Source: AGU Advances
Editors’ Highlights are summaries of recent papers by AGU’s journal editors.

Spectacular aurorae are the most well-known geomagnetic storm phenomenon.  In the subauroral region (a narrow latitude band closer to the equator from the auroral boundary), fast-moving, westward plasma flows in the ionosphere are often observed from afternoon to midnight (or “duskside” sector) during geomagnetically active periods.  However, during the main and recovery phase of an extreme geomagnetic storm in 2003, similar fast eastward plasma flows were discovered on the “dawnside” (morning sector) subauroral region. Lin et al. [2022] explain the origin of these dawnside subauroral fast flows: strong magnetospheric convection transports energetic ions to the dawnside where they accumulate and build up plasma pressure and currents that can generate the eastward subauroral plasma flow in the ionosphere. Elucidating this mechanism can help us understand how geospace responds to extremely strong geomagnetic storms that can result in severe adverse effects on human society and infrastructure.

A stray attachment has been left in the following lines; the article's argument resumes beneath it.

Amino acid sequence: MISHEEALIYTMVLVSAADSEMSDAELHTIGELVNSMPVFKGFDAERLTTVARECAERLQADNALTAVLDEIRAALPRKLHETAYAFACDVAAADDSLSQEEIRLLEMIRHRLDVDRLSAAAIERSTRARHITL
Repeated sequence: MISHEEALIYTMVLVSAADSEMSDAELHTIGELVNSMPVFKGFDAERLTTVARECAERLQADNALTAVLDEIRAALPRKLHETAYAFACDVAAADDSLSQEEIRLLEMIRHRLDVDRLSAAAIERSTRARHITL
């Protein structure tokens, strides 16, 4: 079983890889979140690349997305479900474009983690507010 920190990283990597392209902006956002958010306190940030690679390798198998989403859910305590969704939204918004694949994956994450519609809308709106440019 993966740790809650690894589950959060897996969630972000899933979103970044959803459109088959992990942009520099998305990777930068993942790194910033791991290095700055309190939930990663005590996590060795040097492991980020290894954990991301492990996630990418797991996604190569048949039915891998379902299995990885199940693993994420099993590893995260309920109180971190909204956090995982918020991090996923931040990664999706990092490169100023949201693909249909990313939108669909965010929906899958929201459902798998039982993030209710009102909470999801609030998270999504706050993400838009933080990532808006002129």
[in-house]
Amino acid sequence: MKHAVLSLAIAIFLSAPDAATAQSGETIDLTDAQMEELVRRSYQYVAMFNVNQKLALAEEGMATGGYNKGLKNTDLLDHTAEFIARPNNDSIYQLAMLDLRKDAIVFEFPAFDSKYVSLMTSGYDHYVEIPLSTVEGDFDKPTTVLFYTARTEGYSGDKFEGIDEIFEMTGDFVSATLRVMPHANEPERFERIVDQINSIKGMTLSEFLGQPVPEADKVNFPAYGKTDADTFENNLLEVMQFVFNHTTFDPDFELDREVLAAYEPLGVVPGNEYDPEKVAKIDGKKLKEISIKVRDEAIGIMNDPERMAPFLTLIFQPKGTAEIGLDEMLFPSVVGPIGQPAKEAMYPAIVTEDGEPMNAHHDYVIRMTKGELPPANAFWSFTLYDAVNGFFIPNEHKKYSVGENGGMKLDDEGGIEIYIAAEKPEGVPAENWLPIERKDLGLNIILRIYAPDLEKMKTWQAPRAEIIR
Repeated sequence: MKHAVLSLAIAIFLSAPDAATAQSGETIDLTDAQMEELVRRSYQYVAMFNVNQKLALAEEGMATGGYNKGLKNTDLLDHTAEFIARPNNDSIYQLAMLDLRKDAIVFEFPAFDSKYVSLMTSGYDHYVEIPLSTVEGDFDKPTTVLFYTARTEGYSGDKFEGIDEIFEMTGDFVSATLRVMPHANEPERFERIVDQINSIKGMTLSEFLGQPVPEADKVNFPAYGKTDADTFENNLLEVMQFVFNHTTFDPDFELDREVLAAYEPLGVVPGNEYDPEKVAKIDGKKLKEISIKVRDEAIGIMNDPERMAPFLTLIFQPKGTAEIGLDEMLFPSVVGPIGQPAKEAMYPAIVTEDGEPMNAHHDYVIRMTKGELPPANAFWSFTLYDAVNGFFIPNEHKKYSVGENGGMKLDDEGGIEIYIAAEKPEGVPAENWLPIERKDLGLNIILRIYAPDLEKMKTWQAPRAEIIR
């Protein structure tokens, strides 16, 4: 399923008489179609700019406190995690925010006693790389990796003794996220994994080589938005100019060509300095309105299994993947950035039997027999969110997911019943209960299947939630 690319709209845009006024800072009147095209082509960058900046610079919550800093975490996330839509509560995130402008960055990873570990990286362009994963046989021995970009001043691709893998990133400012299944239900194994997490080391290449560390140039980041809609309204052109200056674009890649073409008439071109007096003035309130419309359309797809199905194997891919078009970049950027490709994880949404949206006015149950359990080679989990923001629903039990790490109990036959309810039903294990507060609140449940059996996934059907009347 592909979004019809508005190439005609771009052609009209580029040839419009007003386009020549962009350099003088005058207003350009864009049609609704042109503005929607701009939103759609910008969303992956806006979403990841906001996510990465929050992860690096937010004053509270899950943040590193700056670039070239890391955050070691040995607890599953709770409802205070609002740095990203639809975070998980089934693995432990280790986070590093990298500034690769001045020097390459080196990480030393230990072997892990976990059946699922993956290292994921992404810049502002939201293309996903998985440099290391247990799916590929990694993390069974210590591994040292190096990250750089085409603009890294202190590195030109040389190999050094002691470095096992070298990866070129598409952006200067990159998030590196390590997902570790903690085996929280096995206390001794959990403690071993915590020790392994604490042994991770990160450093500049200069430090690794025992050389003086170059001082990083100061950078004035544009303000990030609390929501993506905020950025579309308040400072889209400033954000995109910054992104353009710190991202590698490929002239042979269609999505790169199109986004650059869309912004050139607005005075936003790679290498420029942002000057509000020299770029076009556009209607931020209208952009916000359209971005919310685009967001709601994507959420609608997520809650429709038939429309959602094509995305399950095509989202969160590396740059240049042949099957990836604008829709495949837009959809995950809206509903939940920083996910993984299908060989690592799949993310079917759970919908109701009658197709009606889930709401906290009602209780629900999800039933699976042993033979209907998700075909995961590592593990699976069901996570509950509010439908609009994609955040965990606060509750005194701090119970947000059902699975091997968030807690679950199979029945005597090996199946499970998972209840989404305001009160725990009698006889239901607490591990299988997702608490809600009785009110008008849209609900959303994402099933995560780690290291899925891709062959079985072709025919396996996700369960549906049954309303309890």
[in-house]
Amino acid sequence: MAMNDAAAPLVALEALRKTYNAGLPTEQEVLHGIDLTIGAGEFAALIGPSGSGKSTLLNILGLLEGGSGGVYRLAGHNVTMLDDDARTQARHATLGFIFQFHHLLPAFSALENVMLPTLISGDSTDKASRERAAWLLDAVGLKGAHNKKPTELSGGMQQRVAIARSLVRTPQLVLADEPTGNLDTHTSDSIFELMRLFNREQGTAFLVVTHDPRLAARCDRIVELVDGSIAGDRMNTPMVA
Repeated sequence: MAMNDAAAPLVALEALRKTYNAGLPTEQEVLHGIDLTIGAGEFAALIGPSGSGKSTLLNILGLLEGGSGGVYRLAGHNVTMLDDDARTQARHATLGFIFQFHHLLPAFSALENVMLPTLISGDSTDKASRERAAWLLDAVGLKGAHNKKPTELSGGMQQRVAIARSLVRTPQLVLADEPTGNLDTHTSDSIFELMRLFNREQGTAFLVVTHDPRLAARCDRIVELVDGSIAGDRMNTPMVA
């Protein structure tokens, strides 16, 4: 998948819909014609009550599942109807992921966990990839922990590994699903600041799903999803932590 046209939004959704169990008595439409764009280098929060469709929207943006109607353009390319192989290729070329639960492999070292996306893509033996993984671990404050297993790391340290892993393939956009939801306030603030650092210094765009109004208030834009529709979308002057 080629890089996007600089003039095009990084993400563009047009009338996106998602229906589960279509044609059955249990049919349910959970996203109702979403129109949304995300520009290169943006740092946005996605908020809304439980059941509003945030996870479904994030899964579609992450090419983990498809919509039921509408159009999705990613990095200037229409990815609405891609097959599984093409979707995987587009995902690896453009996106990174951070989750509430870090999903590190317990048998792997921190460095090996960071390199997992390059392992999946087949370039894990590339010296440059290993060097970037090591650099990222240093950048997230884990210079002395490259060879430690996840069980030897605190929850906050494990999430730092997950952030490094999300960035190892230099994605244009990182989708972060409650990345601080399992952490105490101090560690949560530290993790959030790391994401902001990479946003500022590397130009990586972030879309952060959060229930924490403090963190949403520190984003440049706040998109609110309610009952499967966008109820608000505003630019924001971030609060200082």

Citation: Lin, D., Wang, W., Merkin, V. G., Huang, C., Oppenheim, M., Sorathia, K., et al. [2022]. Origin of dawnside subauroral polarization streams during major geomagnetic storms. AGU Advances, 3, e2022AV000708.

—Susan Trumbore, Editor in Chief, AGU Advances

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